There’s no doubt about it. AI (Artificial Intelligence) has been the buzzword for 2021 and looks to be an even bigger focus in 2022. But there are also several other trends that will also impact industries and their laboratories across the board through the coming year, and we’ll examine each one and what they mean for laboratories. The underlying theme, however, remains firmly embedded in informatics, the data technology that enables laboratories to manage the increasingly complex nature of the science they perform.
Big pharma players are no exception, with Novartis continuing its data tech partnership with Microsoft. Their AI Innovation Lab, established specifically to facilitate the use of AI throughout the entire company, is looking into these kinds of areas:
> Natural Language Processing (NLP) in areas such as: information extraction, information retrieval, question-answering, summarization, text classification, generative models
> Deep learning models for NLP
> Extensive Python programming
> Machine Learning in areas such as PyTorch, tensor flow, transformer models, BERT, deep learning, neural networks, autoencoders
> Biomedical and pharma data sets and NLP methods
In fact, Novartis professes a major commitment to data technology in a variety of ways on its site.
All of the players in pharma especially realize the major role of data management technology, as noted in Roche’s home site, for example.
And with even greater buy-in to gene therapy across the spectrum, notably immuno-oncology therapy (Roche, many others) and things like ocular therapy (Novartis’ latest acquisition), it’s clear that efficient, accurate and effective FAIR data management will become even more crucial.
Of course, the hangover from 2020/21 and likely to be, to at least some degree, a continuing factor in planning and operations in 2022 is SARS-CoV-2. At this time of writing the predominant variant Delta strain has largely given way to the much more contagious but apparently less deadly Omicron strain. And while its risks may be less substantial, businesses and individuals continue to vaccinate, wear masks and avoid crowds, and testing is actually increasing, since symptoms may not be present, or may be mild. A negative test remains the ticket to many activities, as does proof of vaccination. The net result is that industries are severely constrained by unavailability of the workforce. Has there ever been a more compelling need for automation and remote tech?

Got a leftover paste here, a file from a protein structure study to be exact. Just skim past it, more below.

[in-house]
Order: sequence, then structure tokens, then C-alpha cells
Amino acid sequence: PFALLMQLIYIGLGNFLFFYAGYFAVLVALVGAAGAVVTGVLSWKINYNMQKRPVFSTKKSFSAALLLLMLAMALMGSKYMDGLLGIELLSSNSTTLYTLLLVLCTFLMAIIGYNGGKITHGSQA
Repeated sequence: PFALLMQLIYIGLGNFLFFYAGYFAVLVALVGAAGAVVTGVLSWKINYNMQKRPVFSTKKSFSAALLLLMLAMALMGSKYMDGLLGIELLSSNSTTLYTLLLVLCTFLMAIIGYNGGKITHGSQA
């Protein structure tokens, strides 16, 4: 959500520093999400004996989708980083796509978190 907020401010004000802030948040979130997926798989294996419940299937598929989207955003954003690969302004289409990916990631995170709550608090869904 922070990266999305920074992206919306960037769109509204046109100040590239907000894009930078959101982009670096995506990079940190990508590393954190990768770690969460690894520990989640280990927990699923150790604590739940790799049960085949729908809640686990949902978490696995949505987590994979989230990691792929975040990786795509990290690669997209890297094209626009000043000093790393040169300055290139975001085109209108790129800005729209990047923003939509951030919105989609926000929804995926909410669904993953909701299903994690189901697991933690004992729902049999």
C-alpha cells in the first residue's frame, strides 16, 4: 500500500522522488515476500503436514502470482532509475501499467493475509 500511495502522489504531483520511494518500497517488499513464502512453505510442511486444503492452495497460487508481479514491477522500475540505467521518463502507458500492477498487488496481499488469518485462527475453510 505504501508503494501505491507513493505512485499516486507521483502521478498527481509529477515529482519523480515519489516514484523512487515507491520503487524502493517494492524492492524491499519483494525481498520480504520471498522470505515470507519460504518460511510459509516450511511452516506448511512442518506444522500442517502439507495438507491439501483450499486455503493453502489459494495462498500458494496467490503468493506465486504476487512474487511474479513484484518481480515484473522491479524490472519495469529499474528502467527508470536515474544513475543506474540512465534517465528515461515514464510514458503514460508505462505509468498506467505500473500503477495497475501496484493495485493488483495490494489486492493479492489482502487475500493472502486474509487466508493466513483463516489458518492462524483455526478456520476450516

TRENDS FOR 2022
1. Increase in Data: Volume and Types
It’s all about the data, let’s face it. Data are ultimately what labs are about. Buy as many expensive instruments as possible and employ tip-top professionals, but if at the end of the day you produce no data you have failed.
Plan to see those data increase in number and expand in variety, as data-heavy areas like genetic sequencing (already gaining more and more momentum), boosted by necessary PCR advances in capacity and throughput because of the pandemic, grow. Add AI and big data and you have a hot bed of activity. This means adopting strategies for building data models to drive data-driven decisions, rigorously capturing as much metadata as possible. Much has been written about “The Lab of the Future,” and “Laboratory 4.0.” The year 2022 may well be the data proliferation point that constitutes the platform for that concept to be realized.
2. Increase In Data Integration and Management
Along with the trend simply toward more and varied data comes the natural necessity to organizing those data and communicating them between data sources. With such a high volume and disparity of data to manage and integrate, standards and strategies become not just important, but crucial. Selection and implementation of those standards will begin to settle and become more, er, standard, and labs will use them as they begin to build a Digital Business Platform (DBP), essentially an ecosystem of specialized modules revolving around a data lake, rather than one monolithic software that is expected to do it all.